Places We Protect

The environment, that which supports human and all other life, is always threatened by human desires for housing, road ways, business development, resource extraction and more. We depend on a healthy environment to provide the air we breathe, the water we drink, shelter, and the soil that provides our food.

The Linn Conservancy, through its conservation efforts, protects a diversity of habitats (as listed and described below) critical to maintaining a varied and vibrant environment for the benefit of all living things for current and future generations.

To explore a variety of these habitats, visit our walking trails and follow our Rural Routes and Rural Routes II guides.


WATERWAYS are wildlife habitat, often a source of drinking water for our communities and provide many recreational opportunities for us. Our entire service area lies within the Susquehanna River Watershed. Major tributaries of the River include Buffalo Creek, Penns Creek, Muncy Creek, Middle Creek, Chillisquaque Creek. Maintaining high water quality within all of the sub-watersheds of the Susquehanna reaps benefits all the way to the Chesapeake Bay.

Vernal Pools

VERNAL POOLS are typically shallow, woodland bodies of water that dry by late spring or mid-summer. As such, they are devoid of fish. This is exactly what makes them perfect breeding grounds for a variety of amphibians. In late winter and early spring, these pools come alive with toads, salamanders and frogs which lay their eggs where their larval stages can mature minus predation by fish. They are essential for survival of many species.


WETLAND is a general term inclusive of fens, bogs, swamps, and marshes. These are nature’s water filters and groundwater recharge sites. They support plants tolerant of or dependent upon keeping their roots wet and animal species that require these habitats for their food, breeding and nesting sites.

Riparian Zones/Floodplains

RIPARIAN ZONES are the borders of waterways where trees and shrubs line the water course. Many spring wildflowers flourish in this environment. Deep rooted vegetation here stabilizes stream sides reducing bank weathering. These zones are often bordered by agricultural land from which soil and chemical (fertilizer, pesticide) runoff are intercepted and absorbed by these buffers before they can enter the waterway.

FLOODPLAINS left intact allow high water to be dispersed relatively harmlessly across a broad landscape. In doing so, flood potential in residential and commercial areas is reduced. Just as critical, the flow rate slows as the water spreads. This diminishes the erosive power of the water thereby reducing sedimentation in the waterway.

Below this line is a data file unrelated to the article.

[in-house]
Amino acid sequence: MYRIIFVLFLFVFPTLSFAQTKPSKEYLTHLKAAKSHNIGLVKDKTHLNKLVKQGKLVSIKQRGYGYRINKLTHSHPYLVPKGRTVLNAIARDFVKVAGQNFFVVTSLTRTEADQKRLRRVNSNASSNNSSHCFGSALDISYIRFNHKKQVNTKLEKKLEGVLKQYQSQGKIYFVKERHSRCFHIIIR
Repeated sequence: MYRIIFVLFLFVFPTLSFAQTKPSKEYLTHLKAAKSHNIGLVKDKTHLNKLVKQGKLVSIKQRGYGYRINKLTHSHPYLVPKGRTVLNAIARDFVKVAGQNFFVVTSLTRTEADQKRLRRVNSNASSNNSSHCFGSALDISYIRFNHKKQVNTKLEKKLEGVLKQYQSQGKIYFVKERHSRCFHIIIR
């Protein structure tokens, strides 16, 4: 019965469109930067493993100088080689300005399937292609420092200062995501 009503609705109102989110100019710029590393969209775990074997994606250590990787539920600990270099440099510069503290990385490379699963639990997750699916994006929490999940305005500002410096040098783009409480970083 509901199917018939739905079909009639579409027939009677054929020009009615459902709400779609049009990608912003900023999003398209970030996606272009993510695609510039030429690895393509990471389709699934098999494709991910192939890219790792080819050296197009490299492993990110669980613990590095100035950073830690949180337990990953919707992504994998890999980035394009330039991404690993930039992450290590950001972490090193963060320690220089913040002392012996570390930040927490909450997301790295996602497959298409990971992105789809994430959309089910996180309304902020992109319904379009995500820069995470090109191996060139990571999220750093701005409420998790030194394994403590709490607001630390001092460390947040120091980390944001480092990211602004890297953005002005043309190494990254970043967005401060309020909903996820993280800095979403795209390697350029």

Forest Lands

FOREST LAND is abundant in central Pa. Forests are Earth’s lungs — absorbing carbon dioxide and yielding oxygen. Deep forest of contiguous acres is vital for survival of many secretive species of birds and other wildlife. With widespread cutting of our forests in the late 1800 and into the 1900’s, we lost our old growth forest in all but a few isolated spots. Loss of cover meant loss of cooling shade for waterways and caused severe erosion of forest soils which brought deterioration of water and stream bed quality through sedimentation. Forests have recovered and modern forestry techniques lessen the impact of lumbering. Unfortunately, much privately owned forested land is becoming increasingly fragmented. This makes good management strategies much more difficult to implement.

Agricultural Lands

AGRICULTURAL LAND is also some of the most favored land for housing and business developments. Yet in central PA, agriculture is among the top economic drivers. Preserving these farmlands helps assure our food security and employment for many. Scenic views across our farmland provide a sense of open space and connection with the land that supports us.


MEADOWS/GRASSLANDS provide full sun for those wildflowers that thrive in such an environment. Ground nesting birds use the shelter of the vegetation for their nests. These fields abound with native bees, butterflies and other pollinators. And where they abut a forest edge, a shrubby transition zone (ecotone) provides habitat for many other species of wildlife.

Scenic Views

SCENIC VIEWS across our landscapes of farmland, forest, meadows and wetlands remind us that we live in a beautiful part of the world and that our small part of it is diverse in its geology, topography, vegetation and wildlife. We share it with many others and must strive to be proper stewards of our place on the planet.

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